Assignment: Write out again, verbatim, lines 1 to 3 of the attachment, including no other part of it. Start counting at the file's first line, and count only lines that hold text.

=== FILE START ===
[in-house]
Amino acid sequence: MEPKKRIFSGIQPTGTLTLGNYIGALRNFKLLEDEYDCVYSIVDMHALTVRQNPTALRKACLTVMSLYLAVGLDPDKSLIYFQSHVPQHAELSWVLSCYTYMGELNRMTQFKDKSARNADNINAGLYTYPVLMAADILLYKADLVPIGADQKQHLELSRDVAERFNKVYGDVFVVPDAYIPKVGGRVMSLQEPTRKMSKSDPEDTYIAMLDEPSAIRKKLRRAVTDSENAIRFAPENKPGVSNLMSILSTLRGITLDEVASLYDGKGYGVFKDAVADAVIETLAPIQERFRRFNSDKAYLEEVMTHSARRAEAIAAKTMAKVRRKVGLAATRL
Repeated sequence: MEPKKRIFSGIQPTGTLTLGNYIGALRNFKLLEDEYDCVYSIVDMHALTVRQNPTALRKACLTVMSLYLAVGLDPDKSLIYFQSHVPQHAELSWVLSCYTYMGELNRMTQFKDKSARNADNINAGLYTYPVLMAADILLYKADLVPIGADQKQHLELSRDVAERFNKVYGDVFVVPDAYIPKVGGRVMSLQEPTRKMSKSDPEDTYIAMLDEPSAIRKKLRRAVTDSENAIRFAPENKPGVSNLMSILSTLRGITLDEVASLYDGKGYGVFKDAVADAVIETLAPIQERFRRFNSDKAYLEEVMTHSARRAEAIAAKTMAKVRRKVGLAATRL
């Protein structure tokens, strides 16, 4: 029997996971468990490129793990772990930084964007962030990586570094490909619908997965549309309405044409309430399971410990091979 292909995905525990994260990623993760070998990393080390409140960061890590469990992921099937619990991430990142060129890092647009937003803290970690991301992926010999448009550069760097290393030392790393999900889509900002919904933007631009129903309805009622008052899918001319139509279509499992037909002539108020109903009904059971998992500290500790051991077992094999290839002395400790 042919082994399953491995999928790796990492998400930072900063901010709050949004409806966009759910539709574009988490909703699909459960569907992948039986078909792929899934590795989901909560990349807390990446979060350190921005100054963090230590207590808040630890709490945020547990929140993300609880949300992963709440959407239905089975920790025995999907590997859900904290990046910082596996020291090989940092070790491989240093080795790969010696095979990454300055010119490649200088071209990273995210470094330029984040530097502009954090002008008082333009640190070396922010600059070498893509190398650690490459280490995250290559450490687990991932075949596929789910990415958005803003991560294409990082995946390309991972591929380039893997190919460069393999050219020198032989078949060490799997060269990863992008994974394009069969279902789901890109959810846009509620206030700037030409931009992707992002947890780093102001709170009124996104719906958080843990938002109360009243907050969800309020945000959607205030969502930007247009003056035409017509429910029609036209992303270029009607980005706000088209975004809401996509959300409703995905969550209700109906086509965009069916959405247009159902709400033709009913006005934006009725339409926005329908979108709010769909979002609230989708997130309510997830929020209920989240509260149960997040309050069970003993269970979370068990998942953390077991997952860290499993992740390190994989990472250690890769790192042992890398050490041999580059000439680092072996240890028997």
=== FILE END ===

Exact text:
[in-house]
Amino acid sequence: MEPKKRIFSGIQPTGTLTLGNYIGALRNFKLLEDEYDCVYSIVDMHALTVRQNPTALRKACLTVMSLYLAVGLDPDKSLIYFQSHVPQHAELSWVLSCYTYMGELNRMTQFKDKSARNADNINAGLYTYPVLMAADILLYKADLVPIGADQKQHLELSRDVAERFNKVYGDVFVVPDAYIPKVGGRVMSLQEPTRKMSKSDPEDTYIAMLDEPSAIRKKLRRAVTDSENAIRFAPENKPGVSNLMSILSTLRGITLDEVASLYDGKGYGVFKDAVADAVIETLAPIQERFRRFNSDKAYLEEVMTHSARRAEAIAAKTMAKVRRKVGLAATRL
Repeated sequence: MEPKKRIFSGIQPTGTLTLGNYIGALRNFKLLEDEYDCVYSIVDMHALTVRQNPTALRKACLTVMSLYLAVGLDPDKSLIYFQSHVPQHAELSWVLSCYTYMGELNRMTQFKDKSARNADNINAGLYTYPVLMAADILLYKADLVPIGADQKQHLELSRDVAERFNKVYGDVFVVPDAYIPKVGGRVMSLQEPTRKMSKSDPEDTYIAMLDEPSAIRKKLRRAVTDSENAIRFAPENKPGVSNLMSILSTLRGITLDEVASLYDGKGYGVFKDAVADAVIETLAPIQERFRRFNSDKAYLEEVMTHSARRAEAIAAKTMAKVRRKVGLAATRL